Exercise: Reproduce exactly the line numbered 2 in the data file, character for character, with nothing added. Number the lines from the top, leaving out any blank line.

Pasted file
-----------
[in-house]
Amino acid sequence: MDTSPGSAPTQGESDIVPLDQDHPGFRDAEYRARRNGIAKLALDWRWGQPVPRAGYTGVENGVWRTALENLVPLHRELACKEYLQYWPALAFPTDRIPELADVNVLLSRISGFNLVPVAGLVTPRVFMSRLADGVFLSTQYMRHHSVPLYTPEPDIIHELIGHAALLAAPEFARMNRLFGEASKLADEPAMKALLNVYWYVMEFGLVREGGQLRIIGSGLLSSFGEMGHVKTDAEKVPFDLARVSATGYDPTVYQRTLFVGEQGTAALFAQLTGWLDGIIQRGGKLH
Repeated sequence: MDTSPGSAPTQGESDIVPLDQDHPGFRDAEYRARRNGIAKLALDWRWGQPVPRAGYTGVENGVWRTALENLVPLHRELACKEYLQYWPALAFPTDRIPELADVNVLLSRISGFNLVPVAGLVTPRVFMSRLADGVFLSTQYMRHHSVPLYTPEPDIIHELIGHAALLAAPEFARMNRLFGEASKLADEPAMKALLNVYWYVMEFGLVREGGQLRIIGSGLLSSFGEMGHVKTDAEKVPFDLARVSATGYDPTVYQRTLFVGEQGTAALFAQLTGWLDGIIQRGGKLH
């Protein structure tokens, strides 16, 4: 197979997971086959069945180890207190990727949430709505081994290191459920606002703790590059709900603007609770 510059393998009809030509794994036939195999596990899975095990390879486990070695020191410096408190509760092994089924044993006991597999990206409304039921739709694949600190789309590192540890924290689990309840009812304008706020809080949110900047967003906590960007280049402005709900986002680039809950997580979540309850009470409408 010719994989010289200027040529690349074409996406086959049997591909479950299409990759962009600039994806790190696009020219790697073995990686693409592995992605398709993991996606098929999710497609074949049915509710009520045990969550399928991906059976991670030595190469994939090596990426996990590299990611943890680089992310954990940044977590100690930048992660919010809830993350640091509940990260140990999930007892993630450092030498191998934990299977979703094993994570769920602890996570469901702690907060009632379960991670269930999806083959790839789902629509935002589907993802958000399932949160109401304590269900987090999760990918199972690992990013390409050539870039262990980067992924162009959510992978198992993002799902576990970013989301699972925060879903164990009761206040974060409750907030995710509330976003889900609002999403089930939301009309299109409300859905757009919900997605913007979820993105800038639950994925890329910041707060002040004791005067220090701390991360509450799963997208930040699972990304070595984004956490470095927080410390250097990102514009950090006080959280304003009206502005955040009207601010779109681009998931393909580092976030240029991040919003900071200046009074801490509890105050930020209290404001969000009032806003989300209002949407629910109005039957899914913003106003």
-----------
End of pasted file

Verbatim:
Amino acid sequence: MDTSPGSAPTQGESDIVPLDQDHPGFRDAEYRARRNGIAKLALDWRWGQPVPRAGYTGVENGVWRTALENLVPLHRELACKEYLQYWPALAFPTDRIPELADVNVLLSRISGFNLVPVAGLVTPRVFMSRLADGVFLSTQYMRHHSVPLYTPEPDIIHELIGHAALLAAPEFARMNRLFGEASKLADEPAMKALLNVYWYVMEFGLVREGGQLRIIGSGLLSSFGEMGHVKTDAEKVPFDLARVSATGYDPTVYQRTLFVGEQGTAALFAQLTGWLDGIIQRGGKLH